Yep CRP’s ties to WN’s early history likely guarantee they’ll never close the station. However, they’ll also likely never grow it to anything more than what it’s been for eons. I can’t ever envision a second route from CRP, not even a seasonal Saturday only route. Don’t people on here say that despite CRP’s poor loads, that cargo is a major contributor to the station’s continued viability?
People always *say* cargo is something amazing, but it's not...ever.
In the last year WN had $19b in passenger revenue and $173m in freight revenue. That's below 1% of passenger revenue. They flew 128m Revenue Ton Miles to get $173m in revenue. So they got on average $1.35 to fly 2000lbs of freight one mile. Doesn't that sound great? So, for say 750 miles they get $1,000 in revenue to carry 2000lbs which is also their average load. One passenger and luggage is about 240lbs, so that's 8.33 passengers in weight for $1000, or a one way fare on the same weight of $120 per pax for 750 miles. Significantly worse than a typical passenger.
CRP had 28000 RTMs last year in and out. At average network yield that's like $40,000. I.E. nothing.
Excellent analysis of the cargo side. I checked CRP's YTD thru April pax stats and WN are up a bit at CRP compared to the past. They're up to a 66% LF. AA are trending downward, while UA are steadily increasing, including the introduction of 1 mainline 73G per day back in mid-April.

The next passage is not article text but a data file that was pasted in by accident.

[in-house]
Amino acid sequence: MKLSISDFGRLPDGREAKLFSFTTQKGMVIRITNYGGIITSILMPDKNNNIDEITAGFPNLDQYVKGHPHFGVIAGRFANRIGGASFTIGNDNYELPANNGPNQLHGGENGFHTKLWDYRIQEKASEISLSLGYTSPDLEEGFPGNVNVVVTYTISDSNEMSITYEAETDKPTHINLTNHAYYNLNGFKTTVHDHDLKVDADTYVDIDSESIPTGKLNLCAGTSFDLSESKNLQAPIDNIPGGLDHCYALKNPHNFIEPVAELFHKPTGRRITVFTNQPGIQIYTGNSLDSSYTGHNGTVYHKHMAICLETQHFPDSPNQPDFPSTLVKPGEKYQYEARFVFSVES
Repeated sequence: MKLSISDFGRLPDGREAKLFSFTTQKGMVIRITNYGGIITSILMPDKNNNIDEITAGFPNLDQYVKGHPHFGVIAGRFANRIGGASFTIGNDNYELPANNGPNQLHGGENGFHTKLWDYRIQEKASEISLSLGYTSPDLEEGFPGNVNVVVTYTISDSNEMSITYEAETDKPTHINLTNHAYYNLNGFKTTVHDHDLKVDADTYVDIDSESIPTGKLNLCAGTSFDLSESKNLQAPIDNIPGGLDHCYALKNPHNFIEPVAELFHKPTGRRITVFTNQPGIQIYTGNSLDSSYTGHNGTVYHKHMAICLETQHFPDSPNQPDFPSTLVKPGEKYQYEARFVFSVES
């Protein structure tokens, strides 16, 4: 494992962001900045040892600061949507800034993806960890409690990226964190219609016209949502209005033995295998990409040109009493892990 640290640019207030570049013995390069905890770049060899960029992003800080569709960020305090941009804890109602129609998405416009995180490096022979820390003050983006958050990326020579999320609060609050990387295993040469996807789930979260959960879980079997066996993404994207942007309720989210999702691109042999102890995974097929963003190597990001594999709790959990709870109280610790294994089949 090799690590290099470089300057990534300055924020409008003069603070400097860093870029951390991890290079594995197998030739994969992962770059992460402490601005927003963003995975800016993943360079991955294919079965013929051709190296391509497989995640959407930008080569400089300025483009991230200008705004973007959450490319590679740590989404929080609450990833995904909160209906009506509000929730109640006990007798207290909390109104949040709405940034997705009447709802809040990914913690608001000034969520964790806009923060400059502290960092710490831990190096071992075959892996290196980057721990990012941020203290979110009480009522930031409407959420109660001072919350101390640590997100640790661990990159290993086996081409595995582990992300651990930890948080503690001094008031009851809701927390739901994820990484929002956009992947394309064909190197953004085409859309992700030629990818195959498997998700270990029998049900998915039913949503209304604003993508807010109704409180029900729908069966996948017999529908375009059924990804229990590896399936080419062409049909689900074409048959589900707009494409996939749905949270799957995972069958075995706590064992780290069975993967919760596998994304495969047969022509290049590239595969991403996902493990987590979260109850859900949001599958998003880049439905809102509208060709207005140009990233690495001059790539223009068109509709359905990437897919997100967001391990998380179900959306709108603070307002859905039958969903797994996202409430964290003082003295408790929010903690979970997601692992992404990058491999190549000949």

Thanks. CRP is flown for unknown, likely political reasons. Could be Texas politics or something tied to a board member or a highly placed WN exec. It obviously has a champion with the power to tell the route planning people to ignore the financial results. Having said that, that's not uncommon at pretty much all large airlines to have protected routes flown for political reasons.
There are three misconceptions repeated over and over again on a.net.
1) The flight is full, so it must be great. (Flights can be full and lose money, particularly in leisure markets or markets with lots of capacity)
2) The flight is empty, but cargo makes the flight work. (There are plenty of cargo airlines. Cargo airline costs are massively lower than pax airlines and that sets the yield bar quite low as airlines must match that or undercut as shippers get better service on freighters. Cargo is *at most* 10% of onboard revenue (and that's with a widebody flying pallets long-haul) for a normally configured passenger plane. That's a nice bonus, but it can't turn bad into good. Up to 10 points of margin is not enough to change a route dramatically.)
This one you hear a lot less...but sometimes...
3) The flight is empty (less than 69% full), but the yields make it work. (Generally revenue management doesn't work until there is enough demand to fill the plane first. The whole concept of revenue management is to turn away traffic that is lower yield than you are willing to carry. If there isn't enough demand to fill the plane then there's nothing to turn away because generally you had to take anybody that wanted to go.)